The software and hardware maker formally announced last year that extended support for the operating system would end Tuesday, meaning computers running Windows XP would no longer receive automatic updates, leaving them open to security breaches and viruses.
As of last month, the company estimated there were still 400 million PCs running the 12-year-old system, and urged all users to upgrade their software or replace their machines.
That’s a fantastic suggestion for single users, but governments and school districts left with thousands of outdated computers and little funding to replace them are now facing a hard deadline to upgrade their software.
Johnson City Schools Technology Coordinator Melony Surrett said all 11 schools in the system and the central office are affected by the loss of support.
The district is in the process of evaluating its 4,000 computers to find out how many of them are still running XP.
Some of the computers bought several years ago near the introduction of the new operating system were loaded with XP, but have a license allowing them to be upgraded to Windows 7.
Those are being upgraded as fast as possible to the supported system, Surrett said.
Others that have the processing power and memory capabilities to run Windows 7 will be upgraded when the district can purchase licenses allowing it to do so.
The additional license will cost about $55 per computer, Surrett said.
Some of the district’s computers would be able to run Windows 7 with a RAM upgrade, costing about $125. Surrett said the district is considering that hardware upgrade.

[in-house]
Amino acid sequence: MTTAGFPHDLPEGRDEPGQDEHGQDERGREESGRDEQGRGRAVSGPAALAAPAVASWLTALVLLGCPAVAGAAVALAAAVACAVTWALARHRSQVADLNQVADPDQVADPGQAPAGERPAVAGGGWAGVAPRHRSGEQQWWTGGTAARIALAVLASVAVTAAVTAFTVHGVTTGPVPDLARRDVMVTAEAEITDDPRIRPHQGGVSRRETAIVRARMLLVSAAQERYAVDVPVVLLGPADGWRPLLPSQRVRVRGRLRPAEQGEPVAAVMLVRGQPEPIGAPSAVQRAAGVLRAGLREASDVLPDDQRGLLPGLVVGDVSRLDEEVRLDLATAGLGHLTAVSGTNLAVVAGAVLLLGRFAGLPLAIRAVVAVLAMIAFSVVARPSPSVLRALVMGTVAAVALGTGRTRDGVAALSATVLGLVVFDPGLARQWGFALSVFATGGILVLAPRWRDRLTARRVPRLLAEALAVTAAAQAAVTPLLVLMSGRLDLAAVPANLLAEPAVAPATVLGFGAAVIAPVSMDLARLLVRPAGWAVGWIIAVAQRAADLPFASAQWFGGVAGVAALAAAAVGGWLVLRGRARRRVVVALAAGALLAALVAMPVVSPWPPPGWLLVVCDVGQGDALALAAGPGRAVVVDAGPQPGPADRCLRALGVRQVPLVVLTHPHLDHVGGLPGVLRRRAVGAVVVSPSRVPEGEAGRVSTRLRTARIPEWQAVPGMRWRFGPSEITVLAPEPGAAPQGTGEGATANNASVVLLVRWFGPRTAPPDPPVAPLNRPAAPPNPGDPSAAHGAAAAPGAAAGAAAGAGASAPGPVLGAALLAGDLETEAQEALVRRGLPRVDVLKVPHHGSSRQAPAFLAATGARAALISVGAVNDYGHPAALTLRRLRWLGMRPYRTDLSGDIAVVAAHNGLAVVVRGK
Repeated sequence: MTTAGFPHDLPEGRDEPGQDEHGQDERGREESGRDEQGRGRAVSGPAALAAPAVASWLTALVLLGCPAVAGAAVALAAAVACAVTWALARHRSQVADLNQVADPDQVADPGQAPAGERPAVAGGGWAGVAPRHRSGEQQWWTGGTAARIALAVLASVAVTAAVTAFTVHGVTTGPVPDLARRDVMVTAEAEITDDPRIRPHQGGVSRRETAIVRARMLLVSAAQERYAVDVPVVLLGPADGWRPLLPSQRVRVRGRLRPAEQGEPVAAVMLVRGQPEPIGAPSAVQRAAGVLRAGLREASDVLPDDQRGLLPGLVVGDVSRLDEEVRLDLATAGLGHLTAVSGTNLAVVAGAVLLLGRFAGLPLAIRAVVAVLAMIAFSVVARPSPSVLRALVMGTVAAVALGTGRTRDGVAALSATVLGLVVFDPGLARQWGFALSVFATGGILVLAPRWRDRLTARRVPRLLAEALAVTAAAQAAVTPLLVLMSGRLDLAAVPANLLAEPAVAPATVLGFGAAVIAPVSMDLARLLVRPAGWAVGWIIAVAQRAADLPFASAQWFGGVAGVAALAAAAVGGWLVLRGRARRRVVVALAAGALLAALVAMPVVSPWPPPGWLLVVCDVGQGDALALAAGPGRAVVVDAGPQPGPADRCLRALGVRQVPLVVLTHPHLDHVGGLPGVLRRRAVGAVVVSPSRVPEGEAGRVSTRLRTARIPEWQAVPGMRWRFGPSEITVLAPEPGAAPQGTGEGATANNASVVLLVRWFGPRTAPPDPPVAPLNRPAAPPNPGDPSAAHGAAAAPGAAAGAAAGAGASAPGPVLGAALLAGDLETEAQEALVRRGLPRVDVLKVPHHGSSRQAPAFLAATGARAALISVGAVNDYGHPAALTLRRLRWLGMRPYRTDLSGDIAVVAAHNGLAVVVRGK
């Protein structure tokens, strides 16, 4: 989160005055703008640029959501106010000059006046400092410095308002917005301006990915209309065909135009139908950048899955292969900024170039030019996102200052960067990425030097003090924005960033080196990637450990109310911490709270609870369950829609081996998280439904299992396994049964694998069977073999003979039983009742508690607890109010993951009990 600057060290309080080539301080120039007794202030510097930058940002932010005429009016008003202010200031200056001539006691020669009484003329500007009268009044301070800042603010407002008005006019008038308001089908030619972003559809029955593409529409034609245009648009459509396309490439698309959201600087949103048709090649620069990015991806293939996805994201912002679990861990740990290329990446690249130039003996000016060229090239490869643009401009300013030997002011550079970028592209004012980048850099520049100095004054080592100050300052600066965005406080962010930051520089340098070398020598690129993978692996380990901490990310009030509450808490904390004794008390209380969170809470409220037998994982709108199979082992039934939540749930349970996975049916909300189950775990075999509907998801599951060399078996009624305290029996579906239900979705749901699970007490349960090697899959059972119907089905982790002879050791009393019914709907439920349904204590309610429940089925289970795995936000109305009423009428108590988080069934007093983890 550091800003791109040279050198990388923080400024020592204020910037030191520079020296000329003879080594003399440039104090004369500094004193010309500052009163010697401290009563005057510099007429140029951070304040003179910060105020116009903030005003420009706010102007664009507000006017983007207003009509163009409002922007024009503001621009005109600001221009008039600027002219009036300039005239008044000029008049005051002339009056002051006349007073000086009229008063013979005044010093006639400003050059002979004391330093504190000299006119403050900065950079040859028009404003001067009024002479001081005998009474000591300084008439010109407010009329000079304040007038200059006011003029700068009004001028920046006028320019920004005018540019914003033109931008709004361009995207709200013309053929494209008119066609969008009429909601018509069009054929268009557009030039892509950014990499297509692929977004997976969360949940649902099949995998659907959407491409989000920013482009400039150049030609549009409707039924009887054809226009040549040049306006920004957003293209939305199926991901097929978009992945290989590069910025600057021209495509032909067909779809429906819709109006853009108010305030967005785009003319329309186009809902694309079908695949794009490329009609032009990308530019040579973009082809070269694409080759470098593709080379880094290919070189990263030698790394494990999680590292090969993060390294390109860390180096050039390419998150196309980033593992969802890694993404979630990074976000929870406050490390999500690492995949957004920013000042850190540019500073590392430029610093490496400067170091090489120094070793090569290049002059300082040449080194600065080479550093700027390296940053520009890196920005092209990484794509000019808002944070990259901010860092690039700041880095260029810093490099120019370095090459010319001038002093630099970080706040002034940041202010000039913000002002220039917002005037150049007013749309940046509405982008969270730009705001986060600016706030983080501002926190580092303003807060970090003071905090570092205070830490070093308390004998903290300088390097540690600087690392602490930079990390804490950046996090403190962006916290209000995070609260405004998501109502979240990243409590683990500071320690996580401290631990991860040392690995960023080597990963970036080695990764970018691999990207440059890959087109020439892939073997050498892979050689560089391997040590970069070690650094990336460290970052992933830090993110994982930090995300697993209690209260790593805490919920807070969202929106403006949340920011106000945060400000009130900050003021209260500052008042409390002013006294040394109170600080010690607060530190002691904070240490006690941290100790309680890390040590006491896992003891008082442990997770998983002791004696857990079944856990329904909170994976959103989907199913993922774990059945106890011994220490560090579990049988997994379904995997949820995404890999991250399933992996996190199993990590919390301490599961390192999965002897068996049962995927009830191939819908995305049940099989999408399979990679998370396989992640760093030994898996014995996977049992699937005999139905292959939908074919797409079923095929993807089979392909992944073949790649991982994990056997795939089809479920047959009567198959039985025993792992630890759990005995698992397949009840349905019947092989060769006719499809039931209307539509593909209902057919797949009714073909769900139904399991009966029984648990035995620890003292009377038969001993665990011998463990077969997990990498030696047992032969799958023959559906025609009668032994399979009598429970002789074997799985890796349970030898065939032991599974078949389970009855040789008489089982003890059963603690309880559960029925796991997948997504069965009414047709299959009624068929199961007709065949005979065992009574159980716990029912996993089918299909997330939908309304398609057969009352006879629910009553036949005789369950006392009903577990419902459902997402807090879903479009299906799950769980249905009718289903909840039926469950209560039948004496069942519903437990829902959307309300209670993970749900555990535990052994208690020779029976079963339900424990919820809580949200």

Still others are so obsolete the only option is replacement, which Surrett said Johnson City is “looking at options for.”
Until the inventory is completed, Surrett isn’t sure how many computers are affected or how much the upgrades will cost the district.
Washington County Schools are facing much the same situation.
Director of Technology Curtis Fullbright said as many as half of the district’s 3,000 machines could still be running XP.
The computers recently installed for students to take the new online-based PARCC testing, through which students’ data will be transmitted, are all running Windows 7, he said.
“Right now, we’re just planning to let those on the lower end fall by the wayside and replace them as they go,” Fullbright said. “We don’t have plans to do a mass replacement.”
Next year’s budget does not include any new money for technology replacements, he said, so students and teachers will be forced to continue to use XP computers to access the Internet in some cases, despite the security warning from Microsoft.
The district plans to closely monitor the machines using its firewall, hoping to detect and remove malware threats as they develop.
Washington County Schools are also planning to soon roll out expanded wireless technology at its facilities, which will allow students and teachers to bring in their own electronic devices and reduce the need for computer stations at the schools.
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